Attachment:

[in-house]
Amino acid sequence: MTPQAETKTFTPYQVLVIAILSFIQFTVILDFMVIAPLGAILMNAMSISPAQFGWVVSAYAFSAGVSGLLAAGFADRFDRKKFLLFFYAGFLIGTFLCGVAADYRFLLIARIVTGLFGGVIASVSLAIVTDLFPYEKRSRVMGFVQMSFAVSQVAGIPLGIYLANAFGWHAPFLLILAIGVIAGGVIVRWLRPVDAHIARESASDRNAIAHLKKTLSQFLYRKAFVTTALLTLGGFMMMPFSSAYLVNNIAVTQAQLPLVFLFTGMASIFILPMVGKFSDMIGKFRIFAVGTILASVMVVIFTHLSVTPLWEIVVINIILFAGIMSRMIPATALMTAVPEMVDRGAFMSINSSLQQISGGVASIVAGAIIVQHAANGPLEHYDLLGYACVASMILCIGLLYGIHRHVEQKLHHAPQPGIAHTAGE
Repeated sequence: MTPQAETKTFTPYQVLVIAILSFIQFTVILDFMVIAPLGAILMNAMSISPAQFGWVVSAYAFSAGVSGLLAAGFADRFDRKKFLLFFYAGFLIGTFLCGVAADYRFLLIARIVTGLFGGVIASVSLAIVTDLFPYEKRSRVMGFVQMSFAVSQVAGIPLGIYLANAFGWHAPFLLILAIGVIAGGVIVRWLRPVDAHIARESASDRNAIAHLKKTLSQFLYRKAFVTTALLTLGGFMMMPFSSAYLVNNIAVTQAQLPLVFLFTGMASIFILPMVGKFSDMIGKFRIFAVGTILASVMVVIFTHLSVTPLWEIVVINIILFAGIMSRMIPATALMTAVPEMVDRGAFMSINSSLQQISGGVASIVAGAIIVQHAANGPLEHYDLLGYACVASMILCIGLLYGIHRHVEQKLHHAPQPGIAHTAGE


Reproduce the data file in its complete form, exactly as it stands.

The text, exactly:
[in-house]
Amino acid sequence: MTPQAETKTFTPYQVLVIAILSFIQFTVILDFMVIAPLGAILMNAMSISPAQFGWVVSAYAFSAGVSGLLAAGFADRFDRKKFLLFFYAGFLIGTFLCGVAADYRFLLIARIVTGLFGGVIASVSLAIVTDLFPYEKRSRVMGFVQMSFAVSQVAGIPLGIYLANAFGWHAPFLLILAIGVIAGGVIVRWLRPVDAHIARESASDRNAIAHLKKTLSQFLYRKAFVTTALLTLGGFMMMPFSSAYLVNNIAVTQAQLPLVFLFTGMASIFILPMVGKFSDMIGKFRIFAVGTILASVMVVIFTHLSVTPLWEIVVINIILFAGIMSRMIPATALMTAVPEMVDRGAFMSINSSLQQISGGVASIVAGAIIVQHAANGPLEHYDLLGYACVASMILCIGLLYGIHRHVEQKLHHAPQPGIAHTAGE
Repeated sequence: MTPQAETKTFTPYQVLVIAILSFIQFTVILDFMVIAPLGAILMNAMSISPAQFGWVVSAYAFSAGVSGLLAAGFADRFDRKKFLLFFYAGFLIGTFLCGVAADYRFLLIARIVTGLFGGVIASVSLAIVTDLFPYEKRSRVMGFVQMSFAVSQVAGIPLGIYLANAFGWHAPFLLILAIGVIAGGVIVRWLRPVDAHIARESASDRNAIAHLKKTLSQFLYRKAFVTTALLTLGGFMMMPFSSAYLVNNIAVTQAQLPLVFLFTGMASIFILPMVGKFSDMIGKFRIFAVGTILASVMVVIFTHLSVTPLWEIVVINIILFAGIMSRMIPATALMTAVPEMVDRGAFMSINSSLQQISGGVASIVAGAIIVQHAANGPLEHYDLLGYACVASMILCIGLLYGIHRHVEQKLHHAPQPGIAHTAGE